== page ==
Multiple Sclerosis (MS) affects the body’s central nervous system including the brain and the spinal cord. It is one of the most prevalent neurological disorders around the world, typically acquired by young adults. To date, there are over 400,000 cases of MS across the United States, with 200 new cases added weekly, and about 2.5 million cases across the world. Our neurologist in Leesburg tackles the essential things you need to know about the disorder and how he can help you manage your situation. (more…)
How the Best Neurologist in Leesburg, VA can Help You Engage More with Patients with Alzheimer’s Disease
Trying to communicate with a loved one who has Alzheimer’s disease is hard, both for the patient and the caregiver. Communicating progressively worsens as the patient’s condition advances. Care should be given in talking with these types of patients and strategies must be adopted according to the degree in the decline of the patient’s health.
Amyotrophic Lateral Sclerosis (ALS), more commonly known as Lou Gehrig’s Disease, is one of the severest diseases that a person can contract. It attacks cells in the brain and spine that enable voluntary muscle movement, leading to muscle deterioration, paralysis, and the patient’s inability to speak, move, and eat. Ultimately, most people with ALS die due to respiratory failure – their inability to breathe. There is still no known cure. (more…)
Epilepsy is a neurological condition characterized by repeated, unprovoked seizures. According to the World Health Organization, this condition affects over 50 million people worldwide. Its treatment primarily involves preventing and controlling seizures. (more…)
Do you sometimes feel pain or numbness in your wrist? What about a tingling sensation in your fingers? You may be right if you’ve thought such discomforts are due to fatigue. But there might be something more to the situation. You may be experiencing carpal tunnel syndrome (CTS). (more…)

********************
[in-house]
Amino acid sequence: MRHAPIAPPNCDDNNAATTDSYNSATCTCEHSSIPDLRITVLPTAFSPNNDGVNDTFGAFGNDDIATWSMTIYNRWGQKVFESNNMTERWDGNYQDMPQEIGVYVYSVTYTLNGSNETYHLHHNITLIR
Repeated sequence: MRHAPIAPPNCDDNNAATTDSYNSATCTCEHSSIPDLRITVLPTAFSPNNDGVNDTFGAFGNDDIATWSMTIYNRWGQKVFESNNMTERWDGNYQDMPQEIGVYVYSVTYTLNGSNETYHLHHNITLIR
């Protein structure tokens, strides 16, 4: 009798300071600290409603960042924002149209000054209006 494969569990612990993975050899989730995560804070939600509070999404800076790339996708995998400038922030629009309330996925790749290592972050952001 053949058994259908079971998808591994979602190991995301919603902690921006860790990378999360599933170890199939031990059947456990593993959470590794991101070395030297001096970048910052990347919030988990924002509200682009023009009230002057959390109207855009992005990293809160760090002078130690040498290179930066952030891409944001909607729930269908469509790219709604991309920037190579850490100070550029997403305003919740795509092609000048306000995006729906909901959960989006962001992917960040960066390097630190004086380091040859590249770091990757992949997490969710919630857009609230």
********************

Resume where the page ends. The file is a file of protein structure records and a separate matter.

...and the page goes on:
The National Stroke Association defines stroke as a condition wherein blood flow to an area of the brain is cut off. The brain’s cells are then deprived of oxygen, causing them to die off. As a result, it can cause speech impediment, impaired memory and loss of movement in a patient. In worst cases, a stroke can even be fatal.
However, as a neurologist may tell you, up to 80 percent of strokes can be successfully prevented. All it takes is being aware of the warning signs of stroke and quick action to save a life or even yours.
The American Heart Association recommends learning what the acronym FAST stands for in the event of a stroke.
People who are suffering from a stroke may appear to have a drooping face. One side may look uneven or lopsided. This is also normally accompanied by a sensation of numbness, especially on the affected side.
Weakness or numbness in one arm is a serious sign of stroke. If you or someone else has difficulty in raising both arms or if one arm is drifting downward, take immediate action.
Pay attention to slurring, especially when one is not under the influence of alcohol or other substances. Ask the person to repeat a short, simple sentence and see if they can correctly and clearly say the words.
Time to Call 911
Someone showing one or all these signs need prompt medical attention. Even if the symptoms do go away after a while, get yourself or another person you suspect of experiencing a stroke to the nearest hospital.
Other Symptoms of Stroke
The abovementioned signs of stroke are the ones commonly reported by most patients. However, not all episodes will be the same for everybody. Other people may notice different symptoms. For instance, men and women may experience dissimilar manifestations of stroke or a patient may be suffering from a different type of stroke. Therefore, it is best to be familiar with the lesser known signs. Be on the lookout for paralysis, numbness, pins and needles sensation, loss of balance, blurred vision, involuntary eye movements, dizziness, severe headache, confusion, loss of feeling on parts of the body, difficulty swallowing, and muscle stiffness.
Knowing the early symptoms of stroke may help minimize its long-term effects. As with any medical condition, however, prevention is still the best course of action. If your risk for stroke is particularly high, it pays to be safe by visiting a neurologist from trusted institutions in Leesburg, VA such as Neurology Associates.